One opportunity that we all have in these uncertain times is to work on our messaging. As the world talks about “social distancing”, we are painfully aware of the elements of social isolation that have long been recognized as a risk factor for offending and re-offending. Professionals in our field find themselves in a subtle bind: Social isolation is a risk factor in some respects, and yet social distance is a protective factor in others. How do we ensure that we don’t approach clients as if they are one more surface to sanitize?

Maybe it’s time to move beyond focusing on the construct of social distance and turn our message in other directions. Instead, we might think of this in terms of promoting “physical distance and safety” and “creating a healthy space”. From a prevention perspective, social distance can facilitate abuse and create the conditions where people at risk of committing an offense, whether for the first time or as part of an ongoing pattern may be more likely to do so. For this reason, we should also think of increased social isolation as an opportunity for us to intervene and talk about prevention.

Of course, creating and transmitting healthy and safe spaces can begin with maintaining a positive and hopeful attitude (which itself is a protective factor against illness) and with being careful with media coverage. In some ways, the rapidly escalating strong emotions inspired by media coverage may be a bigger risk factor for negative outcomes all around. As one comedian observed, “If I don’t watch the news, I’m uninformed. If I do watch it, I’m misinformed.”

The messaging from leaders is also a lesson for all in our field and provides an opportunity to reflect on what messages our clients and colleagues get from us. One world leader has already tried to monetize the eventual vaccine. Another has blithely reminded us that many of our loved ones will die. Yet another, from Ireland — a country that knows about staring directly into the eyes of violence, starvation, and despair— reminded his country that “Together we can save lives.” This last example gives us an opportunity to reframe our message to our clients, ourselves, and each other: at the very least, we’re all in this together. That’s one small step we can take to reduce social isolation.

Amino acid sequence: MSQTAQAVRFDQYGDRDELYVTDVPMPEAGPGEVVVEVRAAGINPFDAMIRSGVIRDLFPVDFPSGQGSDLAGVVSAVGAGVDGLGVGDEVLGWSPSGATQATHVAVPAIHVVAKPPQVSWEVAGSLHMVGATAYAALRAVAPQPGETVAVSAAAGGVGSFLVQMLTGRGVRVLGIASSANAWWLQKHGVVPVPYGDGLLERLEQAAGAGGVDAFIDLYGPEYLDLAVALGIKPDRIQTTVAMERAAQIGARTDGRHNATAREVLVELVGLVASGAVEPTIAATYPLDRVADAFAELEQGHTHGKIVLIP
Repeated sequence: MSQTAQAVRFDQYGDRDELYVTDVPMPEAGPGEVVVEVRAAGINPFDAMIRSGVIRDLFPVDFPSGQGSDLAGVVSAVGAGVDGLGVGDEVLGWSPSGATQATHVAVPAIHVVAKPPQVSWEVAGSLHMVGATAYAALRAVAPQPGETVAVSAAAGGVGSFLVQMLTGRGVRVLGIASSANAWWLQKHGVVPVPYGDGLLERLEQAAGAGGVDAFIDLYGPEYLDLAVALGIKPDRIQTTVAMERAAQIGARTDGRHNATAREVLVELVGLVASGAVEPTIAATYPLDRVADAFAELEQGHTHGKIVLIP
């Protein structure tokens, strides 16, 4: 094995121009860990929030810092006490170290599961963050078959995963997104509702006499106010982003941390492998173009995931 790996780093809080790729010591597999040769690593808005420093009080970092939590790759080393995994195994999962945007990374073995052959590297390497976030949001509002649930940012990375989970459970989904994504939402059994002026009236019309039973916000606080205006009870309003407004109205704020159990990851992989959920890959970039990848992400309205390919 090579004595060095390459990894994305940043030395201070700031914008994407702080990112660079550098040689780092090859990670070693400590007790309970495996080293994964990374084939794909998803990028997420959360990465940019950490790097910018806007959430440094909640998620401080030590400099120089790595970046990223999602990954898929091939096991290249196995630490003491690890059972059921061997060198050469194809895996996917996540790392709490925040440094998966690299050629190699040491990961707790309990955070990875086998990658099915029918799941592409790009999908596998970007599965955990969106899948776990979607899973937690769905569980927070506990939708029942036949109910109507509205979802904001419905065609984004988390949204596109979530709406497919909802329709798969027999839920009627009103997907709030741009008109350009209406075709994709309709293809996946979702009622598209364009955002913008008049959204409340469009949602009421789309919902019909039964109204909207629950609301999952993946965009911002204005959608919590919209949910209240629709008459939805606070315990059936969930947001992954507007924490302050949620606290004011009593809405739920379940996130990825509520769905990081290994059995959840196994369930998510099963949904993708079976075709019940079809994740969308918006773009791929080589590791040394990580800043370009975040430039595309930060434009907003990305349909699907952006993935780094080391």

Finally, there is one small message that we can remind ourselves about providing excellent assessments and treatments to people who have abused. For years, our field has grappled with providing the best evidence-based services, while implementation science has reminded us that optimizing service delivery can take years. Every time we’ve thought about the importance of implementing best practices, we’ve also thought about how long it takes to implement even the most basic of safety interventions, such as handwashing and seat belt usage. One silver lining to the Coronavirus crisis is that at least handwashing is up. As with reducing sexual violence, simply getting people to talk about the issues and forge a way forward can change lives for the better.